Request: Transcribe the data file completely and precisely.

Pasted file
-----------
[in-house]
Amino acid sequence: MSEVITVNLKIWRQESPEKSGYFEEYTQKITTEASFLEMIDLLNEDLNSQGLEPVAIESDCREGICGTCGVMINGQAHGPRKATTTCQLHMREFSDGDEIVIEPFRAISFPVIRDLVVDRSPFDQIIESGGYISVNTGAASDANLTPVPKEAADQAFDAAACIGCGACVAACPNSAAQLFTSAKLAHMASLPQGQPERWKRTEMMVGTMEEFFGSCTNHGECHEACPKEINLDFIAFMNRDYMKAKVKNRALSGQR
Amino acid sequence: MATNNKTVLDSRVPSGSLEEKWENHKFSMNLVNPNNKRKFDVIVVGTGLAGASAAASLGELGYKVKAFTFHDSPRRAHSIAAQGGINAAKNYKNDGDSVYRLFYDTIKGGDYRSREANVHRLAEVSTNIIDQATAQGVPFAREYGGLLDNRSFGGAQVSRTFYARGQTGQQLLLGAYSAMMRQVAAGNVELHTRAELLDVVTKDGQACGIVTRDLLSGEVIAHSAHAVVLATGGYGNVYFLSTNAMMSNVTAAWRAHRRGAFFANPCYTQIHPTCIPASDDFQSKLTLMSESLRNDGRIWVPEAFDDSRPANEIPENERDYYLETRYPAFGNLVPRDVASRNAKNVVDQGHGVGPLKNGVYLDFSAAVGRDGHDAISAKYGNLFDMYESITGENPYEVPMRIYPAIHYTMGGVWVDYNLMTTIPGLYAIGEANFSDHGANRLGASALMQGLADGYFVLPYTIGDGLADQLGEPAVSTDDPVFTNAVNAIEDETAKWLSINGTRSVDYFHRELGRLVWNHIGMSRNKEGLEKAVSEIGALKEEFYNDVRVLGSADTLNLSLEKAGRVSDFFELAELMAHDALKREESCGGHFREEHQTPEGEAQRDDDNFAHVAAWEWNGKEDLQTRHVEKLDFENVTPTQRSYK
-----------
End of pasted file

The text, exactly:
[in-house]
Amino acid sequence: MSEVITVNLKIWRQESPEKSGYFEEYTQKITTEASFLEMIDLLNEDLNSQGLEPVAIESDCREGICGTCGVMINGQAHGPRKATTTCQLHMREFSDGDEIVIEPFRAISFPVIRDLVVDRSPFDQIIESGGYISVNTGAASDANLTPVPKEAADQAFDAAACIGCGACVAACPNSAAQLFTSAKLAHMASLPQGQPERWKRTEMMVGTMEEFFGSCTNHGECHEACPKEINLDFIAFMNRDYMKAKVKNRALSGQR
Amino acid sequence: MATNNKTVLDSRVPSGSLEEKWENHKFSMNLVNPNNKRKFDVIVVGTGLAGASAAASLGELGYKVKAFTFHDSPRRAHSIAAQGGINAAKNYKNDGDSVYRLFYDTIKGGDYRSREANVHRLAEVSTNIIDQATAQGVPFAREYGGLLDNRSFGGAQVSRTFYARGQTGQQLLLGAYSAMMRQVAAGNVELHTRAELLDVVTKDGQACGIVTRDLLSGEVIAHSAHAVVLATGGYGNVYFLSTNAMMSNVTAAWRAHRRGAFFANPCYTQIHPTCIPASDDFQSKLTLMSESLRNDGRIWVPEAFDDSRPANEIPENERDYYLETRYPAFGNLVPRDVASRNAKNVVDQGHGVGPLKNGVYLDFSAAVGRDGHDAISAKYGNLFDMYESITGENPYEVPMRIYPAIHYTMGGVWVDYNLMTTIPGLYAIGEANFSDHGANRLGASALMQGLADGYFVLPYTIGDGLADQLGEPAVSTDDPVFTNAVNAIEDETAKWLSINGTRSVDYFHRELGRLVWNHIGMSRNKEGLEKAVSEIGALKEEFYNDVRVLGSADTLNLSLEKAGRVSDFFELAELMAHDALKREESCGGHFREEHQTPEGEAQRDDDNFAHVAAWEWNGKEDLQTRHVEKLDFENVTPTQRSYK